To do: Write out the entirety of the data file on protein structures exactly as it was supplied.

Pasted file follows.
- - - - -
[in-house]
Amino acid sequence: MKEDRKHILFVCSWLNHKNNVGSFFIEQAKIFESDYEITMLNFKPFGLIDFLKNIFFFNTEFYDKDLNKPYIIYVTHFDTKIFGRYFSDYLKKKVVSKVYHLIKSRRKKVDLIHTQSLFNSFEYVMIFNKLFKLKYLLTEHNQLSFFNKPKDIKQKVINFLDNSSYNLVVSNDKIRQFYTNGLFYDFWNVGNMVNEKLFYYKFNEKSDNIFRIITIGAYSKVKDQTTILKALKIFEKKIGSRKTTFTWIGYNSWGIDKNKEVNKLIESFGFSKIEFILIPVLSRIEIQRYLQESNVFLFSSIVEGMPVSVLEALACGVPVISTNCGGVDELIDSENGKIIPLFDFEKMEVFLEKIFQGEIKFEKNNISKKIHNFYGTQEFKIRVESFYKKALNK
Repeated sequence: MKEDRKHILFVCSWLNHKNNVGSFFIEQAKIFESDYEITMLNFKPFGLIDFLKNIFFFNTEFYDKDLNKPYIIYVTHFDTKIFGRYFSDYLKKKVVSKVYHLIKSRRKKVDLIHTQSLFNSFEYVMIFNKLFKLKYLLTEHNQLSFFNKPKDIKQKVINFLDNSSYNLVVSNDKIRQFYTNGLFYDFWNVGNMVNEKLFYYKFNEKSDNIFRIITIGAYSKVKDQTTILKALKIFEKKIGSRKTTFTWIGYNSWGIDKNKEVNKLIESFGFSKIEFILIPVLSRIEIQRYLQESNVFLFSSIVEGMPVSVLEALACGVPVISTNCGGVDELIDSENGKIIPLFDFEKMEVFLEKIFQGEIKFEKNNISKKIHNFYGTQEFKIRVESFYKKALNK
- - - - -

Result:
[in-house]
Amino acid sequence: MKEDRKHILFVCSWLNHKNNVGSFFIEQAKIFESDYEITMLNFKPFGLIDFLKNIFFFNTEFYDKDLNKPYIIYVTHFDTKIFGRYFSDYLKKKVVSKVYHLIKSRRKKVDLIHTQSLFNSFEYVMIFNKLFKLKYLLTEHNQLSFFNKPKDIKQKVINFLDNSSYNLVVSNDKIRQFYTNGLFYDFWNVGNMVNEKLFYYKFNEKSDNIFRIITIGAYSKVKDQTTILKALKIFEKKIGSRKTTFTWIGYNSWGIDKNKEVNKLIESFGFSKIEFILIPVLSRIEIQRYLQESNVFLFSSIVEGMPVSVLEALACGVPVISTNCGGVDELIDSENGKIIPLFDFEKMEVFLEKIFQGEIKFEKNNISKKIHNFYGTQEFKIRVESFYKKALNK
Repeated sequence: MKEDRKHILFVCSWLNHKNNVGSFFIEQAKIFESDYEITMLNFKPFGLIDFLKNIFFFNTEFYDKDLNKPYIIYVTHFDTKIFGRYFSDYLKKKVVSKVYHLIKSRRKKVDLIHTQSLFNSFEYVMIFNKLFKLKYLLTEHNQLSFFNKPKDIKQKVINFLDNSSYNLVVSNDKIRQFYTNGLFYDFWNVGNMVNEKLFYYKFNEKSDNIFRIITIGAYSKVKDQTTILKALKIFEKKIGSRKTTFTWIGYNSWGIDKNKEVNKLIESFGFSKIEFILIPVLSRIEIQRYLQESNVFLFSSIVEGMPVSVLEALACGVPVISTNCGGVDELIDSENGKIIPLFDFEKMEVFLEKIFQGEIKFEKNNISKKIHNFYGTQEFKIRVESFYKKALNK